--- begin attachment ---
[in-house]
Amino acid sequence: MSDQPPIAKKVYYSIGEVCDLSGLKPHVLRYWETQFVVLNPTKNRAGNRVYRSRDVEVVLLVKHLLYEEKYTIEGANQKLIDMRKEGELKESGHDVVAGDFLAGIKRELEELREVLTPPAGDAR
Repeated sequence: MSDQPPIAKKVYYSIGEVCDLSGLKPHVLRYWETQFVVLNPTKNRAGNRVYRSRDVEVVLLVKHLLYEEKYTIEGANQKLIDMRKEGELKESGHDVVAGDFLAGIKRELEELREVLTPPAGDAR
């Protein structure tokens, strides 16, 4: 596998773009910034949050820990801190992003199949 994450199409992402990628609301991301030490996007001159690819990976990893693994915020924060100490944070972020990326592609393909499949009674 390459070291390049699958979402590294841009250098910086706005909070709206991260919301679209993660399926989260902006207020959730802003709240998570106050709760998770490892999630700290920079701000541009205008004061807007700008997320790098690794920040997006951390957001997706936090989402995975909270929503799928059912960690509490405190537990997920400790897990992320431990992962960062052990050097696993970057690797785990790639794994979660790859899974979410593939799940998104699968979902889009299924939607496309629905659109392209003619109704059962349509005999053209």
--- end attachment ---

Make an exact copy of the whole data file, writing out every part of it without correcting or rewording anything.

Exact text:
[in-house]
Amino acid sequence: MSDQPPIAKKVYYSIGEVCDLSGLKPHVLRYWETQFVVLNPTKNRAGNRVYRSRDVEVVLLVKHLLYEEKYTIEGANQKLIDMRKEGELKESGHDVVAGDFLAGIKRELEELREVLTPPAGDAR
Repeated sequence: MSDQPPIAKKVYYSIGEVCDLSGLKPHVLRYWETQFVVLNPTKNRAGNRVYRSRDVEVVLLVKHLLYEEKYTIEGANQKLIDMRKEGELKESGHDVVAGDFLAGIKRELEELREVLTPPAGDAR
């Protein structure tokens, strides 16, 4: 596998773009910034949050820990801190992003199949 994450199409992402990628609301991301030490996007001159690819990976990893693994915020924060100490944070972020990326592609393909499949009674 390459070291390049699958979402590294841009250098910086706005909070709206991260919301679209993660399926989260902006207020959730802003709240998570106050709760998770490892999630700290920079701000541009205008004061807007700008997320790098690794920040997006951390957001997706936090989402995975909270929503799928059912960690509490405190537990997920400790897990992320431990992962960062052990050097696993970057690797785990790639794994979660790859899974979410593939799940998104699968979902889009299924939607496309629905659109392209003619109704059962349509005999053209």